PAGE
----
If the reality of Sieland and Dreyman and their lives is to be seen as the universe of images, and Stasi as some sort of subject interpreting these images in search for certain information (i.e. querying the universal database) then the surveillor Wiesler is an information filter in between these two, constantly negotiating the claims of the ”real”. From a strictly freudian view we could as well view Sieland/Dreyman as the id, Stasi as the super-ego and Wiesler as the negotiating ego.

At one point Wiesler gets rid of his co-surveillor under the pretense that this person cannot be trusted. At that moment two conflicting information filters collapse, or merge, and Wieslers interpretation becomes default. From now one, the only information channel available to the Stasi is the already filtered database delivered by Wiesler, namely the huge stacks of typewritten paper detailing the surveillance results. As we know, Wiesler deliberately alters his findings when writing them down, or outright ignores adding information. If by ideology the original contents of the online movie store is already filtered and narrowed down, the same goes for the surveillance database made available to the Stasi. Thus, we do not have access to the ”real” universe of movies, and the Stasi does not have access to the ”real” lives of others.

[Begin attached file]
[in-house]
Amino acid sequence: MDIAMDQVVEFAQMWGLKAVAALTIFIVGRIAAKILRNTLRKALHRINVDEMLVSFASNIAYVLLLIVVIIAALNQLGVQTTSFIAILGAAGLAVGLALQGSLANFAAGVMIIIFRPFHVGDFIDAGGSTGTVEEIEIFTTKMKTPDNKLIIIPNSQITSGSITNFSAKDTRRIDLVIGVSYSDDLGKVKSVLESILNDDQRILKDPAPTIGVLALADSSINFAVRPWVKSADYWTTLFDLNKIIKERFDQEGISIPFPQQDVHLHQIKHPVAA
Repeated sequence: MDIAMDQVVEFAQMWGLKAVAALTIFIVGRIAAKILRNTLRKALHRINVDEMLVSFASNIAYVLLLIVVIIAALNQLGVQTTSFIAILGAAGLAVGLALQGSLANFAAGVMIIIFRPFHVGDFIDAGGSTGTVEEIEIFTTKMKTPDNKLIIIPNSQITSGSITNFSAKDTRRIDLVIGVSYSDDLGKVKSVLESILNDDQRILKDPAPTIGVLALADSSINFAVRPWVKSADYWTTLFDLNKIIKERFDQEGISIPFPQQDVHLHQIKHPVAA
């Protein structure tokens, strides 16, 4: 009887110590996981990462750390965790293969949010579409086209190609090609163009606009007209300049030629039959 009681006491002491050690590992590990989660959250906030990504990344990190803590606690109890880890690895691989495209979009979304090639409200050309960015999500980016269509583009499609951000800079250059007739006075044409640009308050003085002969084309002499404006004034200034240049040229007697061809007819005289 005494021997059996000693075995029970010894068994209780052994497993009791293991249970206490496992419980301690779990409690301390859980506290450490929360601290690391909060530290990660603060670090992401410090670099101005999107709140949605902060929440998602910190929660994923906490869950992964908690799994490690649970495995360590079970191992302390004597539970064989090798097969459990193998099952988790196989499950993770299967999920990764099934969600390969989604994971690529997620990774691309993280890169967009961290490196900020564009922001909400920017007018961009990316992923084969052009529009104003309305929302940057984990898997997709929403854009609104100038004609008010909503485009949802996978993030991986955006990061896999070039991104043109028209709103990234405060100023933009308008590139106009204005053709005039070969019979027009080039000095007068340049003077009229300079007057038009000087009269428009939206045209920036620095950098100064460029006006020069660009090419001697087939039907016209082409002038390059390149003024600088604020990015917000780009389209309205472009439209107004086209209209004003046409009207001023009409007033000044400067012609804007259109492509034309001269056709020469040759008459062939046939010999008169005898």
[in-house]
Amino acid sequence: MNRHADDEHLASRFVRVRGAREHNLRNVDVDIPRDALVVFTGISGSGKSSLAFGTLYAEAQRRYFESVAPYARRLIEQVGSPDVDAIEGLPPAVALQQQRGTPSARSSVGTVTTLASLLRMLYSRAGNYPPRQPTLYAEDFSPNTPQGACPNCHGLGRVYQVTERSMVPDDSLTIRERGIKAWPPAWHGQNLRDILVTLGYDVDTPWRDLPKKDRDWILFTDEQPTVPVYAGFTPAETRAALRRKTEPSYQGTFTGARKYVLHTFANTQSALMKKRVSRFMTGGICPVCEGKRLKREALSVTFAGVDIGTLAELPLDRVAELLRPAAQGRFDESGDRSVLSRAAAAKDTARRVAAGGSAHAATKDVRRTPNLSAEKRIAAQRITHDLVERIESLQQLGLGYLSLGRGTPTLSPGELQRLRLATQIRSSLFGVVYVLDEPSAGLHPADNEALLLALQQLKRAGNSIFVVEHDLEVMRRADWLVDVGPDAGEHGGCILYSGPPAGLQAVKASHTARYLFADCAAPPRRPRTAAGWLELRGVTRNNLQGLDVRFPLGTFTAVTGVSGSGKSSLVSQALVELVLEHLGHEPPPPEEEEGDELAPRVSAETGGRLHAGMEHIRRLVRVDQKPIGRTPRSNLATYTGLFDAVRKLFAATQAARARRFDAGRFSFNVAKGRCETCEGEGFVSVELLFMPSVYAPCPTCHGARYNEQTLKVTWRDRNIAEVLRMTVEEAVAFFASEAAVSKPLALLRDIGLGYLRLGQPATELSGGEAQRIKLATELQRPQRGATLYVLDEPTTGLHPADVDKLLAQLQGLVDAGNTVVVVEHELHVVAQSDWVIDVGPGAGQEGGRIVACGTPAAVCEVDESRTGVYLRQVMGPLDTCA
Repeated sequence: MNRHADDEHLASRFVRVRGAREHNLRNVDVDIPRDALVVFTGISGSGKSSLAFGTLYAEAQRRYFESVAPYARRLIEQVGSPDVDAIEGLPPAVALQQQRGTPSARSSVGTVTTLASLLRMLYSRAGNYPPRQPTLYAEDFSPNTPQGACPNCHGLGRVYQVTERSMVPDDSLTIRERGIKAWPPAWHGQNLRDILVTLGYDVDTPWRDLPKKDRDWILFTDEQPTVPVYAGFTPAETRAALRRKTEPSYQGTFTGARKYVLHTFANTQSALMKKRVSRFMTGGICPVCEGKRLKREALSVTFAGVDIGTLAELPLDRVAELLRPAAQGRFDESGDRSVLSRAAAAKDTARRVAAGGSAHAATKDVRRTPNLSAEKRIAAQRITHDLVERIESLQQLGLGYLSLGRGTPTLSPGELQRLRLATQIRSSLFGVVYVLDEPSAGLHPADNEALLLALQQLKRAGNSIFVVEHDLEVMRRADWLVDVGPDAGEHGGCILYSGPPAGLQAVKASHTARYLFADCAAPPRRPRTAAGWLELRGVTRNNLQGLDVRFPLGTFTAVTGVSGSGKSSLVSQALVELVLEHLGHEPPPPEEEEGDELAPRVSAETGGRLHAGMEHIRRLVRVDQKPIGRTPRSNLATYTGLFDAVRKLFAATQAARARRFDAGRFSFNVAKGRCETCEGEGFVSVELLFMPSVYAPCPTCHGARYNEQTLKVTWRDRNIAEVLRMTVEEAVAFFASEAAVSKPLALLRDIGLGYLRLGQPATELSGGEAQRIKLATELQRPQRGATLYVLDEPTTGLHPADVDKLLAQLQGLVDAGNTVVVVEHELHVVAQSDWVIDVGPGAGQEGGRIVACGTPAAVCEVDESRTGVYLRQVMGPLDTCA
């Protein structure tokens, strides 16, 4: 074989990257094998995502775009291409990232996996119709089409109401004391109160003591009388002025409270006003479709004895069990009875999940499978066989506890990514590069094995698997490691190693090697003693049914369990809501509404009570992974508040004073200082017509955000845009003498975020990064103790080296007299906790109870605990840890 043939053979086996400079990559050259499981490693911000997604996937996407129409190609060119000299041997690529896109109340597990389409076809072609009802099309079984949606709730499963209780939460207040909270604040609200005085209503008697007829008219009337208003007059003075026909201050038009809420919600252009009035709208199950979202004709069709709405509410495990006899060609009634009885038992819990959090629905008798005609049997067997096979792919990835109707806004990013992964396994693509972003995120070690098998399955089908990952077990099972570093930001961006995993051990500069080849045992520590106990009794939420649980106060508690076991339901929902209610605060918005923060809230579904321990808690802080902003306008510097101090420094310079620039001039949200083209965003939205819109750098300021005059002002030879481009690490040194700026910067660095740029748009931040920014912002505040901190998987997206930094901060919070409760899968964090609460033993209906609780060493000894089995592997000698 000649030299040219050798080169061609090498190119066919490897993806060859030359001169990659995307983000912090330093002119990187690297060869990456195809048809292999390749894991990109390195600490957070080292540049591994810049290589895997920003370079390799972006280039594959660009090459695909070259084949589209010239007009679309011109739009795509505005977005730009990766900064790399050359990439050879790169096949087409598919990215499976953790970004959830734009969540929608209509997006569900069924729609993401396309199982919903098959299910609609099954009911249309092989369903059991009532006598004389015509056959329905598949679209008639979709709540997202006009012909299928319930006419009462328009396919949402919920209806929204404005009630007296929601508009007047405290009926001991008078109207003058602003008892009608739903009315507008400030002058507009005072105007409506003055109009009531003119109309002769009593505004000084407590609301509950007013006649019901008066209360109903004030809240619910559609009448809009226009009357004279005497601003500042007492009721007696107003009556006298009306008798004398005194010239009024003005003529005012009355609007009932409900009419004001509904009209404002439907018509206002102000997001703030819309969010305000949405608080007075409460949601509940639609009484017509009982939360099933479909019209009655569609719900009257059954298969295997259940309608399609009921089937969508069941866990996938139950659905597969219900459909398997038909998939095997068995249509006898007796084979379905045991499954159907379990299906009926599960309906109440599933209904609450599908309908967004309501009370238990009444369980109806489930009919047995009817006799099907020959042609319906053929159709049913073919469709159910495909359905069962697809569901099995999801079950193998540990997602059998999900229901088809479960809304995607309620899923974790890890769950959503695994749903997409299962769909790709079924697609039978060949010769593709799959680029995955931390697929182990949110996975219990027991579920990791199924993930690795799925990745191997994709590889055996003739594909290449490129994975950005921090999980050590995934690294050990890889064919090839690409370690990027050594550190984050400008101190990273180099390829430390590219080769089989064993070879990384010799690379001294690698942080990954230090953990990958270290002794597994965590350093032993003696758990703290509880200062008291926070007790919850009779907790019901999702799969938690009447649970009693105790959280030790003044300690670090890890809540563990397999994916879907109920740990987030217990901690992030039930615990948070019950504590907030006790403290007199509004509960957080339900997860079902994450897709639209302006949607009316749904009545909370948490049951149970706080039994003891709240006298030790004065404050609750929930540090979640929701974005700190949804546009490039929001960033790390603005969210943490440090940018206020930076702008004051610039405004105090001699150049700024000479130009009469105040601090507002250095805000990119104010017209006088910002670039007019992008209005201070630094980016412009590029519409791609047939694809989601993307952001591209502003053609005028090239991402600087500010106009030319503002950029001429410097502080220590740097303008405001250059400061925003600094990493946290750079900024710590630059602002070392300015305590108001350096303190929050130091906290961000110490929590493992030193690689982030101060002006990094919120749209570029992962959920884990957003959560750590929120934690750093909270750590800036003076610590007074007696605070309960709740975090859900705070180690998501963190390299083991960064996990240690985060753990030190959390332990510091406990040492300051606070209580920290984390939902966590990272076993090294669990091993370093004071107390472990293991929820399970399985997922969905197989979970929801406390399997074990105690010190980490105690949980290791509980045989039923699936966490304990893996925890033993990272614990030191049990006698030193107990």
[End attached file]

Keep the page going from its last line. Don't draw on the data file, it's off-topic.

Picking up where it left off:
Can anyone in the film be said to have access to ”all” information? No, obviously not, and Marks would probably agree. Information layers are crucial for our interpretation of the world and actually a prerequisite for any interpretation to take place at all. Also, the information flows are not traveling in a single direction but are multi-relational and sometimes even interfering with themselves like Heisenbergian quantum wave-particles. For example, the viewers knowledge of Sieland’s knowledge of the hidden compartment beneath the doorway causes a certain interpretation of Wiesler’s involvement in moving the typewriter, but not until we know of his knowledge and also his intentions.

Much could probably be gained from continuing this analysis based on various media technologies in the film (i.e. microphone as filtering the universe of sound, or typewriter as filtering the universe of text/language) but having already exceeded the required 300–500 words of this essay by more than 100%, such exercise will have to wait.